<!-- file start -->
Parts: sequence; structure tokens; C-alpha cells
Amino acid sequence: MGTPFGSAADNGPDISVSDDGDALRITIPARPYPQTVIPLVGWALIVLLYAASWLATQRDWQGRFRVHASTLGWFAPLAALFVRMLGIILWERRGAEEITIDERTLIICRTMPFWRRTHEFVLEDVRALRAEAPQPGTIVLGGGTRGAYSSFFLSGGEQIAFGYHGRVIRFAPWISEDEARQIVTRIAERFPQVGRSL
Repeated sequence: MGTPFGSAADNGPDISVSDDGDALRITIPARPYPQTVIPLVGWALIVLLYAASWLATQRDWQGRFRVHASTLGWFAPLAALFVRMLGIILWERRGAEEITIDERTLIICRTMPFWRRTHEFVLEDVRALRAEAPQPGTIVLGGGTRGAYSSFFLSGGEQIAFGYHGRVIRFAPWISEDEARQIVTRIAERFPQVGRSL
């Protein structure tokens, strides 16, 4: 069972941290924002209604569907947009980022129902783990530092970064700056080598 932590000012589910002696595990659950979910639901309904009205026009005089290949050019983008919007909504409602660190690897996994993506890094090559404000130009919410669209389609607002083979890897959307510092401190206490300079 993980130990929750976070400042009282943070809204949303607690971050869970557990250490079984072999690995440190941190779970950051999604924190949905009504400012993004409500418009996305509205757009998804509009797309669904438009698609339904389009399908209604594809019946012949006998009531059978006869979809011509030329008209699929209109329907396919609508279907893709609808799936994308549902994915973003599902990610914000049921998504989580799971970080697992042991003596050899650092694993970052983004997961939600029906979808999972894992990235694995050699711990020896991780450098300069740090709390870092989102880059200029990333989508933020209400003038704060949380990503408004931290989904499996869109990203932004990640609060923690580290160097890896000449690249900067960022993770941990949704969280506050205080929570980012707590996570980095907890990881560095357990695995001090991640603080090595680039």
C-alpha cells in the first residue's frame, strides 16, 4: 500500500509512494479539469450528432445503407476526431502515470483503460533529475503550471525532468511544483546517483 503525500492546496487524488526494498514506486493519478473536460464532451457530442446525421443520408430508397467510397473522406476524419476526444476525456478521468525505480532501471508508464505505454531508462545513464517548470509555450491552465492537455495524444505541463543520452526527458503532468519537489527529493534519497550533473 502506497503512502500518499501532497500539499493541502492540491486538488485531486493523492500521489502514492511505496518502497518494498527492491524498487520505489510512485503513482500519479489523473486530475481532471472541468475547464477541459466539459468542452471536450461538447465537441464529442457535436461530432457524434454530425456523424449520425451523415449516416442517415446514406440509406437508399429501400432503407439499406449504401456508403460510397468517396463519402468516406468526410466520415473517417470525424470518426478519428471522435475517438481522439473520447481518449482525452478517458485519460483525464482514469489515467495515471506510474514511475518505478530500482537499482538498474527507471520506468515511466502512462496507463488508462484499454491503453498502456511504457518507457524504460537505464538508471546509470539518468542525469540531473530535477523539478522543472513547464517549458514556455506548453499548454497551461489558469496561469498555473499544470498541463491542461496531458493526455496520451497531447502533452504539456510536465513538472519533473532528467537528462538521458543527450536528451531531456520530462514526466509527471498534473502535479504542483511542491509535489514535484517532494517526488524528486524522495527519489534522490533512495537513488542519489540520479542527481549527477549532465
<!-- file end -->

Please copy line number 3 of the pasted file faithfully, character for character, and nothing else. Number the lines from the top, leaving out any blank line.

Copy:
Repeated sequence: MGTPFGSAADNGPDISVSDDGDALRITIPARPYPQTVIPLVGWALIVLLYAASWLATQRDWQGRFRVHASTLGWFAPLAALFVRMLGIILWERRGAEEITIDERTLIICRTMPFWRRTHEFVLEDVRALRAEAPQPGTIVLGGGTRGAYSSFFLSGGEQIAFGYHGRVIRFAPWISEDEARQIVTRIAERFPQVGRSL